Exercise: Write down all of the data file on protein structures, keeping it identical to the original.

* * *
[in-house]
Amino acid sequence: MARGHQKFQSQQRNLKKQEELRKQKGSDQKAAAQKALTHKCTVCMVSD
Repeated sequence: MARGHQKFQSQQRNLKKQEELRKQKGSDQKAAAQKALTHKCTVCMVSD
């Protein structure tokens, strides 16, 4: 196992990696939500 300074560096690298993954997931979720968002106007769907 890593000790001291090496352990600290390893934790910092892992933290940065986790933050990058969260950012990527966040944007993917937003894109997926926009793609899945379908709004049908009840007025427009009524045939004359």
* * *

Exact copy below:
[in-house]
Amino acid sequence: MARGHQKFQSQQRNLKKQEELRKQKGSDQKAAAQKALTHKCTVCMVSD
Repeated sequence: MARGHQKFQSQQRNLKKQEELRKQKGSDQKAAAQKALTHKCTVCMVSD
């Protein structure tokens, strides 16, 4: 196992990696939500 300074560096690298993954997931979720968002106007769907 890593000790001291090496352990600290390893934790910092892992933290940065986790933050990058969260950012990527966040944007993917937003894109997926926009793609899945379908709004049908009840007025427009009524045939004359």